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Map and better understand racial inequity

Location intelligence can help build a more equitable and just world where a person's race or ethnicity does not impact their outcomes. Mapping and GIS can provide insight into patterns of inequality and bring communities together around a common understanding to drive change.
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GIS workflows to achieve racial equity

Engage communities and partners

Engage communities and partners through storytelling; crowdsourcing; and sharing initiative-focused content that increases awareness, understanding, and collaboration on the topic of racial inequities and efforts toward racial justice.

Multi-ethnic group sitting in a meeting taking notes

Map and analyze inequities

Apply a racial-equity lens through maps and spatial analysis to reveal and understand inequities in experiences and outcomes within your community. Locate populations of concern, identify barriers to equality, and support informed and equitable decision-making.

Black woman looking at a map on a laptop computer

Operationalize racial-justice best practices

Design and plan equitable allocations of resources, alleviating burdens on communities of color. Enhance the delivery of services for racially equitable outcomes by using maps and spatial analysis and collecting the right location, demographic, and operational data needed to support racial justice.

Manage performance for racial equity

Manage and analyze the performance of initiatives and services to understand and measure meaningful impact. Leverage decision-making tools to visualize racial inequities at a glance so that you can adapt strategies and operations accordingly.

Black woman looking at a map and working with others


Racial Equity GIS Hub
Visit the Racial Equity GIS Hub to find relevant data layers, user examples, training, solutions, and other resources to help in your work for racial justice.
Visit the racial equity hub
Relevant data sources
Explore authoritative geospatial data to visualize and analyze population variables such as race and ethnicity, internet access by age and race, race with highest median income, disability status, and more.
Get data

Stories of GIS for equity and social justice

Learn how others are already using GIS and mapping with a racial equity lens to advance social justice.

Esri Blog

The Mapping Prejudice Project has uncovered 20,000 racially restrictive deeds in Minneapolis, and researchers have mapped the ongoing impacts.

ArcGIS Blog

The novel coronavirus disease 2019 (COVID-19) pandemic is shedding light on racial disparities, and inequitable community conditions surrounding COVID-19 are evolving rapidly. For example, racial and economic inequalities are emerging in testing and treatment. Use ArcGIS Dashboards to see racial inequities at a glance and adapt as the situation develops.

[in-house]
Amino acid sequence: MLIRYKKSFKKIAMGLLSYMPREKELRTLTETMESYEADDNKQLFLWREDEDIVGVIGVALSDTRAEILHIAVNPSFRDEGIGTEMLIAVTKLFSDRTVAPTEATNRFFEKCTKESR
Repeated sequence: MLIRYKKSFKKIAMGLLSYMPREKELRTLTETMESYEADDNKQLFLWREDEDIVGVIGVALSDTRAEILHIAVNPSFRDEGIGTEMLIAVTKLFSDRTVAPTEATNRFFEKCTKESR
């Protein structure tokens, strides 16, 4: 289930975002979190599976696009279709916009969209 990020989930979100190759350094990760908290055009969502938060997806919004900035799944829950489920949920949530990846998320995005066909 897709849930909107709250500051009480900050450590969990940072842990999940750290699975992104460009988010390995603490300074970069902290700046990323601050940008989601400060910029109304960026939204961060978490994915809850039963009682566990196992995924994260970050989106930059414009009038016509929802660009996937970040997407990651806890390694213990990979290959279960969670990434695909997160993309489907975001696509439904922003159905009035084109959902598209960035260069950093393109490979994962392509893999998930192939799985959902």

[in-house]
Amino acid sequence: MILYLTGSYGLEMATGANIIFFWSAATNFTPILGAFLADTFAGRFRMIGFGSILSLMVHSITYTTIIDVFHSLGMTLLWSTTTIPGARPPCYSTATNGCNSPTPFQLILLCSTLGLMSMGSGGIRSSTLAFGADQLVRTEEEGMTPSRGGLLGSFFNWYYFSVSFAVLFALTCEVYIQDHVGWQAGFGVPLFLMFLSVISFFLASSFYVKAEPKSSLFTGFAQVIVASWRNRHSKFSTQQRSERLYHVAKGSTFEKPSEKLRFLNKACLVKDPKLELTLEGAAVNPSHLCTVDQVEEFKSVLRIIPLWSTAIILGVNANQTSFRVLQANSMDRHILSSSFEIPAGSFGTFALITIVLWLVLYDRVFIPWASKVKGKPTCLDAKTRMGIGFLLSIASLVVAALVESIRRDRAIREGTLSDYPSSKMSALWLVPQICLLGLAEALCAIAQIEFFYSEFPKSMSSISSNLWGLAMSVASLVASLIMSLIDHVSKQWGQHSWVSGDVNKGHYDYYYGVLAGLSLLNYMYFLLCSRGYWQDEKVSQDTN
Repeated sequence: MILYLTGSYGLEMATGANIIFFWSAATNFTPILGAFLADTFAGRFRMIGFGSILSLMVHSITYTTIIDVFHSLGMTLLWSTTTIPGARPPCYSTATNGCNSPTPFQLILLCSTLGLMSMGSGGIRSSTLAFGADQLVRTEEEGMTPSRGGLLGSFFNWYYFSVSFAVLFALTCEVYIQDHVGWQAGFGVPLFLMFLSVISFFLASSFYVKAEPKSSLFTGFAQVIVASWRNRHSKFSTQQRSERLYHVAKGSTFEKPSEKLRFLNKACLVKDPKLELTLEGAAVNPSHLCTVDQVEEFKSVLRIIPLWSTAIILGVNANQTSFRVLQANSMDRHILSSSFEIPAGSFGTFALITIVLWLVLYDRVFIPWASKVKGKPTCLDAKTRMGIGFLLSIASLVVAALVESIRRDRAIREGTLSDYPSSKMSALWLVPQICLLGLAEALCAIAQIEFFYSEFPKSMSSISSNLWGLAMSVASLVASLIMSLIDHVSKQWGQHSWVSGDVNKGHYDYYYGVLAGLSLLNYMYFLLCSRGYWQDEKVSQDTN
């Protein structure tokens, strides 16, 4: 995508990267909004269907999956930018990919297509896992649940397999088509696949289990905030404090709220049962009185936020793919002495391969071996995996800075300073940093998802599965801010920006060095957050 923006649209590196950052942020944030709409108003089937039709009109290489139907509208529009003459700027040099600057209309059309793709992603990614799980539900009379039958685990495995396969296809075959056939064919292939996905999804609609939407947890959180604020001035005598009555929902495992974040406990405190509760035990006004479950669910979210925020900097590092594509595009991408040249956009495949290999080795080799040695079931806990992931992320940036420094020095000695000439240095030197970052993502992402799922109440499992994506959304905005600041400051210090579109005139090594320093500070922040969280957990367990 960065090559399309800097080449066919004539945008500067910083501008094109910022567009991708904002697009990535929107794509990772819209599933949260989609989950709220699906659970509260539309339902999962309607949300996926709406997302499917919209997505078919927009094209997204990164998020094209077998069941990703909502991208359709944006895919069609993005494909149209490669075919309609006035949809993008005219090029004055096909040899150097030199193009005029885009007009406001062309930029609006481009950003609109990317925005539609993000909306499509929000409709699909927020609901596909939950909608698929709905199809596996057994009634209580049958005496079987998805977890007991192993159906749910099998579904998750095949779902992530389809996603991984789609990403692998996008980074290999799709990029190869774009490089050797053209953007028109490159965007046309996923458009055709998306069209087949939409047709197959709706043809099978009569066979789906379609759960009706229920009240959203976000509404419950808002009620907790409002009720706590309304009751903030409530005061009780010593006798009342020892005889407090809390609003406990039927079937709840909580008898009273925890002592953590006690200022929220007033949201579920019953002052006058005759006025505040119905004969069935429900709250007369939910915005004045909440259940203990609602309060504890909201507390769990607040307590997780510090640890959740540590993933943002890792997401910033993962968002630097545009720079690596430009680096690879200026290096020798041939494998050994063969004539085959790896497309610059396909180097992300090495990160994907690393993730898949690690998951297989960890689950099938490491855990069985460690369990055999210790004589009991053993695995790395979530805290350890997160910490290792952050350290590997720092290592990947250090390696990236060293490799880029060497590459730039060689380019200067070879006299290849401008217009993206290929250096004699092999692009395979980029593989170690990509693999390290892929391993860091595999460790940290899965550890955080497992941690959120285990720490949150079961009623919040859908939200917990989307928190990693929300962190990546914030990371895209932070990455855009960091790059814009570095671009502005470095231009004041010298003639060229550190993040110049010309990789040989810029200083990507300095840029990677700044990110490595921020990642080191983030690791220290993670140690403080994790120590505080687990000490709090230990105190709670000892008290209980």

Esri Blog

The Trust for Public Land is a nonprofit organization that uses GIS in its partnerships with cities to transform vacant land into parks. Analysis with GIS helps factor equity.

Esri Blog

Location technology helps deliver civil legal aid to legally vulnerable populations—finding marginalized communities that are likely to be overlooked, and securing funding after a disaster strikes.

Story map

The African American Trail Project is a citywide network and community-based archive housed at Tufts University. The project maps African American public history sites while developing collaborative, community-based public history projects across greater Boston, Massachusetts. It aims to develop African American historical memory and intergenerational community.


We are seeing a shift toward using GIS technology to reduce disparities and social inequalities. The issues we hear on the news—homelessness, income inequality, unemployment, opioid abuse, blight, community policing, access to public transit, food deserts—all point to the social issues we should be applying data and analysis to solve.

Esri Blog

California's new Fair Maps Act has taken cues from the Dolores Huerta Foundation to make certain that district maps match the demographic makeup of a community. Maps provide a common ground to display divisions that are unfair to Latino and Sikh populations.

Esri Blog

The Presbyterian Church USA documented the breakdown of civil society in Central America and used a story map to educate members about migrants' perilous journey. Church leaders turned to storytelling with maps to relay details others weren't discussing, relate the human condition, and advocate for the migrants.


Join others in the GIS for Equity and Social Justice community on GeoNet to connect, collaborate, and share best practices on these topics. Ask questions or share your expertise.

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